Alfred Döblin and Ernst Simmel “talk” about psychoanalysis, war neurosis and social misery in Case Study #1. Both men were physicians and psychoanalysts involved with the celebrated Berlin Psychoanalytic Institute (BPI), but Döblin was a novelist while Simmel was an organizer of people and programs. When Simmel died, Max Horkheimer remembered him, and Freud, as “relentless enemies of intellectual superstructures [and] the metaphysical hiding places of the mind.” Though Simmel holds a very small place in this chapter which is largely devoted to Döblin’s biography and dark novels, Döblin’s apparent fascination with precisely those “metaphysical hiding places of the mind” would have made for solid, politically-charged, exchanges between the two men. Instead the chapter details how Döblin applied psychoanalytic knowledge to evoke the chaos of human interiority in his novels Berlin Alexanderplatz and Two Girlfriends Commit Murder, and Fuechtner says that Döblin’s genre of psychological probing was specific to the “highly politicized psychoanalytic scene in Berlin (p. 64).” The literary analysis is well-crafted but the claims to Weimarian uniqueness of context leave me unconvinced.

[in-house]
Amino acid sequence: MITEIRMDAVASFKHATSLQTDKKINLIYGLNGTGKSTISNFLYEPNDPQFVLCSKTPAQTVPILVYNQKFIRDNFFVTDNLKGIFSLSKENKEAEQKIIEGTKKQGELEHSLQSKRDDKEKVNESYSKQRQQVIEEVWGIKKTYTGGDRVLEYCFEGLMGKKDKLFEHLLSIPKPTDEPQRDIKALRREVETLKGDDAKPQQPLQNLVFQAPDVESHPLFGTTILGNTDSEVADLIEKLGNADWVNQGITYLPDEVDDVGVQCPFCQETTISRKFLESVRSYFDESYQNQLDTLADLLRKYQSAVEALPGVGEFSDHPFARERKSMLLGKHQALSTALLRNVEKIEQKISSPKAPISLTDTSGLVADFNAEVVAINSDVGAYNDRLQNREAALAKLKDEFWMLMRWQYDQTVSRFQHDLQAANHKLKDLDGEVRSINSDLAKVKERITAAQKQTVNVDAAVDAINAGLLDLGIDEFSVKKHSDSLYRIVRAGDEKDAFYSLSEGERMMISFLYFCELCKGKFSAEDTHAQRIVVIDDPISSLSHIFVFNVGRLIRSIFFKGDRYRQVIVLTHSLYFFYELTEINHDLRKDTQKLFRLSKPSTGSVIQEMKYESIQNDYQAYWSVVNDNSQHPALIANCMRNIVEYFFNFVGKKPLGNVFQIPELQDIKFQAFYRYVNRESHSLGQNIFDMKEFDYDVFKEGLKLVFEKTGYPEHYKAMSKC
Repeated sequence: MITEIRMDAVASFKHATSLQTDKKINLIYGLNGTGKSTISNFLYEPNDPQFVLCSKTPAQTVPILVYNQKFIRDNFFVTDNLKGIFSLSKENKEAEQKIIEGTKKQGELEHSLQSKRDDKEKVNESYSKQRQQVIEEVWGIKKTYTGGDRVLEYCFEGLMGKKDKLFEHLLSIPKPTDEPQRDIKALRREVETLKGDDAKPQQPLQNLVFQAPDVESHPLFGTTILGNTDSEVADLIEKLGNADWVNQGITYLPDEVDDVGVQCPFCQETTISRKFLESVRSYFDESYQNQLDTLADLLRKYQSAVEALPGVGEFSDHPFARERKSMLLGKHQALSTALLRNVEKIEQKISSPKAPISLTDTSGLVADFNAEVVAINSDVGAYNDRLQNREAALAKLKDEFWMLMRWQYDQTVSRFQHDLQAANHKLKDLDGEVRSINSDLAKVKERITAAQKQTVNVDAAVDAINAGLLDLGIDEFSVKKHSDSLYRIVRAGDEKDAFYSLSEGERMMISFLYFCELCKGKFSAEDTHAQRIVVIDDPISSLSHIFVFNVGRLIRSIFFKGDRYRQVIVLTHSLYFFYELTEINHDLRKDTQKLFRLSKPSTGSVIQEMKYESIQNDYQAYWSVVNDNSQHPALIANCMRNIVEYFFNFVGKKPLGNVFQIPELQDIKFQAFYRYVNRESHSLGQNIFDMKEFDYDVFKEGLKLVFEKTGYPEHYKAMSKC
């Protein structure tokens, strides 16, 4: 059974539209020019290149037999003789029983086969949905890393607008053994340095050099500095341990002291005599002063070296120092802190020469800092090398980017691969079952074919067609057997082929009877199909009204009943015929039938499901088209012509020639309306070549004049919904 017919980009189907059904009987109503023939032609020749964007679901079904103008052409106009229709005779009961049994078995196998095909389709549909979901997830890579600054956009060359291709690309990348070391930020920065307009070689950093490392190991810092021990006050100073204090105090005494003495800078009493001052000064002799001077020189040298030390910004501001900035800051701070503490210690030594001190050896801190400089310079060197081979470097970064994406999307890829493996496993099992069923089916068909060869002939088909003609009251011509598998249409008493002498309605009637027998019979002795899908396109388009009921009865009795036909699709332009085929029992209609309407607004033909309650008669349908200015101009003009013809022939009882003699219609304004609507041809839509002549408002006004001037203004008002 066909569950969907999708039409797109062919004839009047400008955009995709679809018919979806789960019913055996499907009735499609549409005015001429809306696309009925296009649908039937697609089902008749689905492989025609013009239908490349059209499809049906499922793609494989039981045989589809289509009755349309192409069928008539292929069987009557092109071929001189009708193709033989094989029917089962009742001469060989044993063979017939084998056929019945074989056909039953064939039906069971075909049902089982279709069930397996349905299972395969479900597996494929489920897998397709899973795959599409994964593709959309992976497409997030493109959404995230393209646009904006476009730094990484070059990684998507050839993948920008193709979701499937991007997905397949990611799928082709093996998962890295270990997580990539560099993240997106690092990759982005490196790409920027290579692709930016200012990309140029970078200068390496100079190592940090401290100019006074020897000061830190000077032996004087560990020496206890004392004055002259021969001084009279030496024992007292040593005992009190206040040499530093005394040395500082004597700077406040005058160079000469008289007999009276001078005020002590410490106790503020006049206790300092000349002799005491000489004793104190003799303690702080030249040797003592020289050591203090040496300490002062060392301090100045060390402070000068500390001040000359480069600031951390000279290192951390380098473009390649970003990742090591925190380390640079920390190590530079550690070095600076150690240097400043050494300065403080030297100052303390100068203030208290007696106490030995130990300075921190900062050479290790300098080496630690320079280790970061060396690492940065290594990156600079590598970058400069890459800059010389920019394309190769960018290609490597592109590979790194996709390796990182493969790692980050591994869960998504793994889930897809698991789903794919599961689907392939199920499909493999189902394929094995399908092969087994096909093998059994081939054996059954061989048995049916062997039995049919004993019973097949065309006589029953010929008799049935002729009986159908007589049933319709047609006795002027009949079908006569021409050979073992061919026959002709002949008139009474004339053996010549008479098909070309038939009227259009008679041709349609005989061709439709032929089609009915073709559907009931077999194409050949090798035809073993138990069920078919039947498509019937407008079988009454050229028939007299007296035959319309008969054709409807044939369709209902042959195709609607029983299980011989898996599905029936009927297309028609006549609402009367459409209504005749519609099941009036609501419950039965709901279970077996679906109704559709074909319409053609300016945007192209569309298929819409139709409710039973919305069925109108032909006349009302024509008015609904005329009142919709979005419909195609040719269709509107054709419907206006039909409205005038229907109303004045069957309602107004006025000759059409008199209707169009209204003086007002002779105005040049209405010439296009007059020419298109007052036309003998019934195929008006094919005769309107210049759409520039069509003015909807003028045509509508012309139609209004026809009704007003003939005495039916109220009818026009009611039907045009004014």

Georg Groddeck was a novelist too, interested in those levels of consciousness that are tinged with the kind of mysticism thought to preclude the psychoanalytic method. Fuechtner reviews his novels and his The Book of the It systematically for psychoanalytic content and adds the degree to which Freud was, or was not, interested in each. Further, she pairs Groddeck with Count Herman von Keyserling for the purpose of adding high culture and spirituality to the Berlin mix, itself a tour through sexuality (alternatively pro- and anti-feminist), eugenic thought, and ideological shifts toward and away from the Nazis. Along the way, we meet Karen Horney, Thomas Mann, Carl Jung, Frieda Fromm-Reichmann, among others, all of whose paths intersected with the Berlin Psychoanalytic Institute as they pursued psychoanalytic explanations of human conditions and reacted, perhaps to Groddeck’s displeasure, far more to Freud than to himself. Little of this mattered once Hitler took over. Felix Boehm and Carl Müller-Braunschweig, two analysts of the BPI Polyclinic (which is sorely underserved by the book, especially since Fuechtner wants to make a case for progressive politics at the BPI) who became Nazi collaborators and pretty much guided the endeavor’s aryanization, take second place to the pairing of Max Eitingon and Arnold Zweig. Their “dialogue” begins when both men emigrate to Palestine; Eitingon starts the Palestine Psychoanalytic Association and Zweig weaves in and out of his life, at times as confidant, as caretaker, as intellectual ally or opponent, as Jew in exile longing for a kind of community neither will ever find again.